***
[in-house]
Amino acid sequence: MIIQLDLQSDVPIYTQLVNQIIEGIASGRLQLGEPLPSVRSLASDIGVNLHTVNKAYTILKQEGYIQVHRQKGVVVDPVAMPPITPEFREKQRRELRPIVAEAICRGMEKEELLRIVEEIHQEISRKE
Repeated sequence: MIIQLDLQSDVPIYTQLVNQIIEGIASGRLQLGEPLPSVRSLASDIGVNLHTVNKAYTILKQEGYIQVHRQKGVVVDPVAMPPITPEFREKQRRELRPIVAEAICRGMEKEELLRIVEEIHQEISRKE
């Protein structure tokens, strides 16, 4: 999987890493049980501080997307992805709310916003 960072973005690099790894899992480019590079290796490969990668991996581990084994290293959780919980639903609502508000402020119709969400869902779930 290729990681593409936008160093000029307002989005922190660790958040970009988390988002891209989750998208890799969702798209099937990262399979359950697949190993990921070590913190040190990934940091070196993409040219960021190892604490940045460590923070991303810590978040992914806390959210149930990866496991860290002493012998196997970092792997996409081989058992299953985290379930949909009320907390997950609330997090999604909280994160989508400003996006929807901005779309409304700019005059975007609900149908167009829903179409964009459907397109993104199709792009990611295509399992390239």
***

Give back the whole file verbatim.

[in-house]
Amino acid sequence: MIIQLDLQSDVPIYTQLVNQIIEGIASGRLQLGEPLPSVRSLASDIGVNLHTVNKAYTILKQEGYIQVHRQKGVVVDPVAMPPITPEFREKQRRELRPIVAEAICRGMEKEELLRIVEEIHQEISRKE
Repeated sequence: MIIQLDLQSDVPIYTQLVNQIIEGIASGRLQLGEPLPSVRSLASDIGVNLHTVNKAYTILKQEGYIQVHRQKGVVVDPVAMPPITPEFREKQRRELRPIVAEAICRGMEKEELLRIVEEIHQEISRKE
């Protein structure tokens, strides 16, 4: 999987890493049980501080997307992805709310916003 960072973005690099790894899992480019590079290796490969990668991996581990084994290293959780919980639903609502508000402020119709969400869902779930 290729990681593409936008160093000029307002989005922190660790958040970009988390988002891209989750998208890799969702798209099937990262399979359950697949190993990921070590913190040190990934940091070196993409040219960021190892604490940045460590923070991303810590978040992914806390959210149930990866496991860290002493012998196997970092792997996409081989058992299953985290379930949909009320907390997950609330997090999604909280994160989508400003996006929807901005779309409304700019005059975007609900149908167009829903179409964009459907397109993104199709792009990611295509399992390239």